The rules of appellate procedure do not allow appellant to raise a new issue that was not discussed in her original brief, even if the new issue is raised in response to a matter in the appellee's brief. Yeske v. Piazza Del Arte, Inc., 513 S.W.3d 652, 672 n.5 (Tex. App.-Houston [14th Dist.] 2016, no pet.); Dallas Co. v. Gonzalez, 183 S.W.3d 94, 104 (Tex. App.-Dallas 2006, pet. denied) ("A reply brief is not intended to allow an appellant to raise new issues."); Lopez v. Montemayor, 131 S.W.3d 54, 61 (Tex. App.-San Antonio 2003, pet. denied) (holding arguments raised for the first time in appellant's reply brief were not properly before the court). To allow an appellant to raise new issues in a subsequent brief would vitiate the briefing requirements of Texas Rule of Appellate Procedure 38.1. See Tex. R. App. P. 38.1(e) (An appellant's brief "must state concisely all issues or points presented for review."). Because appellant's brief did not contest the sufficiency of the evidence, we do not address it. See Yeske, 513 S.W.3d at 672 n.5; see also Tex. R. App. P. 38.1(e); Dallas Co., 183 S.W.3d at 104; Lopez, 131 S.W.3d at 61.

         By its plain language section 153.253 allows variation from the standard possession order. Tex. Fam. Code § 153.253. The trial court concluded that the evidence in the record of appellee's work schedule, the child's school schedule, and appellee's frequent travel to Canada supported a variation from the standard order. The trial court's order allowing alternate beginning and ending possession times when, and only when, appellee is in Canada (similar to when the parties "Reside 100 Miles or Less Apart") is such a variation. For these reasons, we overrule issue two.

         III. Property Issues

         In issues three through fifteen, appellant raises issues relating to that portion of the trial court's judgment ordering a division of the martial estate. We address these issues as appellant has grouped them.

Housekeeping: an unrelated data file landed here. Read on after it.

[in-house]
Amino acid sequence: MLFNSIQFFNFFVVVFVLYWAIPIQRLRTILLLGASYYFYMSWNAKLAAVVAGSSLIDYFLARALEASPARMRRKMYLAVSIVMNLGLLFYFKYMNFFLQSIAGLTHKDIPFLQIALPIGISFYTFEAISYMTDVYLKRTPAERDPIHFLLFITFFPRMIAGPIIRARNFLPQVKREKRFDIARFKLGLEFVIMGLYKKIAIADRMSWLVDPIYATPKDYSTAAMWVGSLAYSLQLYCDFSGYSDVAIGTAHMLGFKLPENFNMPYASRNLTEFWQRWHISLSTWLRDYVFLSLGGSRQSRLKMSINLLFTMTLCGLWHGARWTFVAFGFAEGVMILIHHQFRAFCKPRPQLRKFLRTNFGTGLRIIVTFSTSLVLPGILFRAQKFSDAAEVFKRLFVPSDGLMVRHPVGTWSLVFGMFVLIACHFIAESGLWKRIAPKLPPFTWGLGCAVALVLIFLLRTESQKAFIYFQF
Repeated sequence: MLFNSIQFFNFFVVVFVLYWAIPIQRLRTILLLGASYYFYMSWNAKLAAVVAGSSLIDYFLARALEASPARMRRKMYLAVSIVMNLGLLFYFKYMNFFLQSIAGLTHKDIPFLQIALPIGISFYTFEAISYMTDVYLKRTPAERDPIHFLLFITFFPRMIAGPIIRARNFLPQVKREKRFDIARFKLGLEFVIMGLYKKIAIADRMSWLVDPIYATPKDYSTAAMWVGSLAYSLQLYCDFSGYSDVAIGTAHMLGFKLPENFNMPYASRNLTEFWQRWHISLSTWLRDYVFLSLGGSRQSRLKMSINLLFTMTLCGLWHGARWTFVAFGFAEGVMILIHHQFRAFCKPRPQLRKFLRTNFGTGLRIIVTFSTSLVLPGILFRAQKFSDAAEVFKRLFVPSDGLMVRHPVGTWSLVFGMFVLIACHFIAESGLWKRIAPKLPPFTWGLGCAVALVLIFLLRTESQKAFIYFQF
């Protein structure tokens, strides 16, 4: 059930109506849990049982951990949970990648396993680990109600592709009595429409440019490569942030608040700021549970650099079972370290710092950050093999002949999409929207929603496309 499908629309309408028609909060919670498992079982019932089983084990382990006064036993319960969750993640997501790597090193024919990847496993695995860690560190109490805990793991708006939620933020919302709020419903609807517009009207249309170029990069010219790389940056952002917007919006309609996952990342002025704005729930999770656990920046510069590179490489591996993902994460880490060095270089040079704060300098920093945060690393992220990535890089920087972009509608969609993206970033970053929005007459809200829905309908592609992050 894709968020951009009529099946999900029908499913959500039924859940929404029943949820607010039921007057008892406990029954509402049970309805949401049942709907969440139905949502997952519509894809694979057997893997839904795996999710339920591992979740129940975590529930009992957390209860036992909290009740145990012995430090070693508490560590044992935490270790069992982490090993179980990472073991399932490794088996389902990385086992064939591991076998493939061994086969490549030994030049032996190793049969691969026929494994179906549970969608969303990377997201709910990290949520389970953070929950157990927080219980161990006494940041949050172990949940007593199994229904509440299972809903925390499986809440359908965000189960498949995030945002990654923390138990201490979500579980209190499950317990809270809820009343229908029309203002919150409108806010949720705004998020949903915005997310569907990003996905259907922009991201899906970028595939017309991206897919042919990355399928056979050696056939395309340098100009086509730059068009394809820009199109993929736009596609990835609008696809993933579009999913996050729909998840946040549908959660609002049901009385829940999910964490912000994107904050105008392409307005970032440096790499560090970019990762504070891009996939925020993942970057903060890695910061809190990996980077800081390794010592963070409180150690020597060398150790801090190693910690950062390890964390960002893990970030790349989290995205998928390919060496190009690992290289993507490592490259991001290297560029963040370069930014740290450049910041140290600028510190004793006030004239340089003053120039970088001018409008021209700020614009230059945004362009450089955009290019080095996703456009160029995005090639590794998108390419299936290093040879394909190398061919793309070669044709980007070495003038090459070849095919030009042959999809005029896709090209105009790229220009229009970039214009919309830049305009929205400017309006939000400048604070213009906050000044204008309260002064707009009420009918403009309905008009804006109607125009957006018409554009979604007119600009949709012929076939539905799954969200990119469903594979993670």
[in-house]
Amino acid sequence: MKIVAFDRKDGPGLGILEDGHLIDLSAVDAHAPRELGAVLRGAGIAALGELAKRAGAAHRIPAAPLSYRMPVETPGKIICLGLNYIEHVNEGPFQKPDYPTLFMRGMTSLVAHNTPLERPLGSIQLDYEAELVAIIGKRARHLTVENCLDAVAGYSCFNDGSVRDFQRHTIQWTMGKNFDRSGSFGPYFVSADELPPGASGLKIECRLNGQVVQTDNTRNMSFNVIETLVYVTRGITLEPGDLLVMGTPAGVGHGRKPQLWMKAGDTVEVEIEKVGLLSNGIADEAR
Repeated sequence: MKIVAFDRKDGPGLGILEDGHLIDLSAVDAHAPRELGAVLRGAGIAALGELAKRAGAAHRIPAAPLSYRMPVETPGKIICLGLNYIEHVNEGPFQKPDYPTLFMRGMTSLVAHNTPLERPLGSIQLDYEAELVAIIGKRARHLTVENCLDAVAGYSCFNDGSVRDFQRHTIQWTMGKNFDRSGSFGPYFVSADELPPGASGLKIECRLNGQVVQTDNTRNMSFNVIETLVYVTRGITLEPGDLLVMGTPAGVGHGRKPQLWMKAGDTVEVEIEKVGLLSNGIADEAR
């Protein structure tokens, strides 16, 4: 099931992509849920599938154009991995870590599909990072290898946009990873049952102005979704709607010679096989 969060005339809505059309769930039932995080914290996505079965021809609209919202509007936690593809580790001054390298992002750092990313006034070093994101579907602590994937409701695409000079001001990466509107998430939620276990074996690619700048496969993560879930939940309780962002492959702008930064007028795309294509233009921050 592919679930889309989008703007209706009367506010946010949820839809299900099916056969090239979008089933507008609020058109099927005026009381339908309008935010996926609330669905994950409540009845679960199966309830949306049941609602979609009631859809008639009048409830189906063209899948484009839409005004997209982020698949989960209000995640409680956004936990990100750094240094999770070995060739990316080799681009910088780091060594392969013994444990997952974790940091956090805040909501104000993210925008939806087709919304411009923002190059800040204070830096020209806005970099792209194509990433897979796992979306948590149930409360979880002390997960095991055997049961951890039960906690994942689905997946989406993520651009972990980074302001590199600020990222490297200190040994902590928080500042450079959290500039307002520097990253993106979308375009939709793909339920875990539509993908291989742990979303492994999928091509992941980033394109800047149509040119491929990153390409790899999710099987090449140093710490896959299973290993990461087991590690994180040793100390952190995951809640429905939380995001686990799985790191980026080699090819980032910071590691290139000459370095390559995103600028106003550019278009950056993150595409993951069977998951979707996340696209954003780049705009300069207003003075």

A. Admission of Expert Testimony

         Appellant presents a single argument for issues three through six. We first note that appellant's combined argument fails to address her fourth issue - that the trial court erred by repeatedly overruling her objections that questions posed to appellee and his expert witness, William Stewart, called for testimony from a document not in evidence. An appellant's brief must contain a clear and concise argument that includes appropriate citations to legal authority and the appellate record. See Tex. R. App. P. 38.1(i); Canton-Carter v. Baylor Coll. of Med., 271 S.W.3d 928, 931 (Tex. App.-Houston [14th Dist.] 2008, no pet.). Failure to cite legal authority or to provide substantive analysis of the legal issues presented results in waiver of the complaint. Id. Because appellant has inadequately briefed this issue, we do not consider it. Bruce v. Cauthen, 515 S.W.3d 495, 507 (Tex. App.-Houston [14th Dist.] 2017, pet. denied). Issue four is overruled.

         Appellant's third issue claims the trial court abused its discretion in allowing Stewart to testify about the terms of the lines of credit used to purchase the Friendswood house because Stewart had never read those notes and/or contracts and they were not produced prior to trial pursuant to requests for discovery. See Tex. R. Civ. P. 196. Appellant then argues in issue five that the trial court abused its discretion in admitting Stewart's testimony and report, "save and except for opinions regarding reimbursement claims, " because he erroneously characterized the bank debt as appellee's separate liability and the resulting loan proceeds as appellee's separate property. Issues six contends the trial court abused its discretion in admitting Stewart's testimony because his misstatements of law rendered "his opinions concerning the marital character [of] the property in this estate incorrect, unreliable and misleading."

         The record reflects appellant filed a pretrial motion to exclude Stewart's expert testimony. See Tex. R. Evid. 702; E.I. du Pont de Nemours & Co. v. Robinson, 923 S.W.2d 549, 558 (Tex. 1995); see Daubert v. Merrell Dow Pharm., Inc., 509 U.S. 579, 592-95, 113 S.Ct. 2786, 125 L.Ed.2d 469 (1993). That motion was presented to the trial court and a hearing was held, after which the trial court overruled the motion. None of appellant's issues claim the trial court abused its discretion in overruling her motion but the entirety of her argument leads us to construe it to be one of admission of expert testimony rather than erroneous evidentiary rulings. See Tex. R. Evid. 702. To preserve a complaint that expert opinion evidence is inadmissible because it is unreliable, a party must object to the evidence before trial or when the evidence is offered. Kerr-McGee Corp. v. Helton, 133 S.W.3d 245, 251-52 (Tex. 2004) ...